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Contra group dances night away

POSTED AT 11:41 PM ON Aug. 22, 2012 

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The gym at the Boys & Girls Club transformed into a scene reminiscent of barn and meetinghouses of colonial times Wednesday night. Banjos and fiddles were tuned and dancers changed into their dancing shoes.

The Bloomington Old-Time Music and Dance Group’s weekly contra dance session acted as preparation for the 34th Sugar Hill Dance Weekend, which is Friday and Saturday at the Ransburg Boy Scout Reservation.

Some attendees practiced fencing before the dance, so as foils and sabres were put away, instruments came out.

Eager dancers sat on the bleachers before going out on the dance floor and practicing spins and turns. Others chatted about the upcoming festival or how some dancers hadn’t missed a Wednesday dance night in 25 years.

“The band doesn’t stop playing until people stop dancing,” IU junior Adam Nichols said. “We’ll do like 14 or 18 hours of dancing this weekend.”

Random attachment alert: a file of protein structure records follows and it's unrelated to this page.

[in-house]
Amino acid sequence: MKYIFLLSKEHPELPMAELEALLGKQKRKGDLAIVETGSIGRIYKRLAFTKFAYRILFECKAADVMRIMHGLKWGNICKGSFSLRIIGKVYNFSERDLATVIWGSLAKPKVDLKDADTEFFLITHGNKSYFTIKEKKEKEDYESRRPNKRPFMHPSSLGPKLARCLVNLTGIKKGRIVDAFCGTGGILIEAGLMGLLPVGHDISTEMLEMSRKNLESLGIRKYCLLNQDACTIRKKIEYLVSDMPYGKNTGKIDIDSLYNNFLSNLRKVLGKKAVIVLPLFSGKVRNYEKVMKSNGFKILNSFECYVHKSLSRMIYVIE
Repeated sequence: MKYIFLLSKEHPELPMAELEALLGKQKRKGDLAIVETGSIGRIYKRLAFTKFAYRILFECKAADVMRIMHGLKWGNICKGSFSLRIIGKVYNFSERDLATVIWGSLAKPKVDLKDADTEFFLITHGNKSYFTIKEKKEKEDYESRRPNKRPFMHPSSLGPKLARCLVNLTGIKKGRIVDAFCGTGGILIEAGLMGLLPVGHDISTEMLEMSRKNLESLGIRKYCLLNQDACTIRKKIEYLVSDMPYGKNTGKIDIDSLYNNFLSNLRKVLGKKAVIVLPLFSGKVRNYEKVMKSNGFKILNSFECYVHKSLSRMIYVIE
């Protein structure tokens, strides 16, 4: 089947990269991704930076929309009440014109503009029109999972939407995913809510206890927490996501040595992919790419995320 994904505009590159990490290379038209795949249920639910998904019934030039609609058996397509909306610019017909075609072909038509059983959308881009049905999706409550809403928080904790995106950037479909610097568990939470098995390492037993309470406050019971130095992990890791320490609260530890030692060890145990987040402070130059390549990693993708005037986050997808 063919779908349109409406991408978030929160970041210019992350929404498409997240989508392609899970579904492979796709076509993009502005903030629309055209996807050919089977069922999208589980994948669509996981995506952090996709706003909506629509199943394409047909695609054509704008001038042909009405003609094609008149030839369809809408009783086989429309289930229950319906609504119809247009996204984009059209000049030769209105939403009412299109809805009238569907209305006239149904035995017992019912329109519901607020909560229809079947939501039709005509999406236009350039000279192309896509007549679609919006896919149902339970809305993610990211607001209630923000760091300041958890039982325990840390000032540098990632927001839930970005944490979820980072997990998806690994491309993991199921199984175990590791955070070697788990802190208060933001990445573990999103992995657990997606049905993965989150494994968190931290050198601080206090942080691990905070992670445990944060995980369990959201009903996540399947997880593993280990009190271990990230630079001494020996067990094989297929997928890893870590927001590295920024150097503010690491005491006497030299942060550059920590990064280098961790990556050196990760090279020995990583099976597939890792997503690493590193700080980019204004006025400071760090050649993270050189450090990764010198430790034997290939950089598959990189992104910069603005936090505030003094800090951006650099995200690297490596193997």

Nichols said he has been dancing for two years, but contra dance is open to all expertise levels. Bloomington resident Michalene Reilly attended Wednesday for the first time.

“I’m a noob who tried,” Reilly said. “My friend started doing this four years ago, and I wanted to get some exercise, so I decided to come.”

Contra dance originated in New England at the end of the 17th century as a fusion of French court and English dance styles.

Caller Keith Tuxhorn traveled from Austin, Texas, to call — provide dance step cues for the dancers — the practice and festival this weekend.

Tuxhorn has spent his five-year calling career traveling to Portland, St. Louis and Kansas City for contra events.

“When I go dancing myself, I ask the caller what dance it is when I like one,” he said. “That’s why I like being a caller, it’s like a recipe — a Cajun recipe that you can change up every time.”

Tuxhorn stepped up to the microphone and asked the dancers to form a line along the center of the gym. The live folk band cued up and Tuxhorn began to voice the moves to be performed: left hand star, one-time round and a do-si-do.

Dancers followed Tuxhorn’s call and threw in improvised turns and twirls along the way. With the close of each song, from “Blackbird Pie” to “Barn Mixer,” Tuxhorn reminded the group of contra’s sentiment.

“Contra dance is a social dance, we’ll meet a lot of people tonight,” he said. “So, grab a new partner, and let’s get going.”

 

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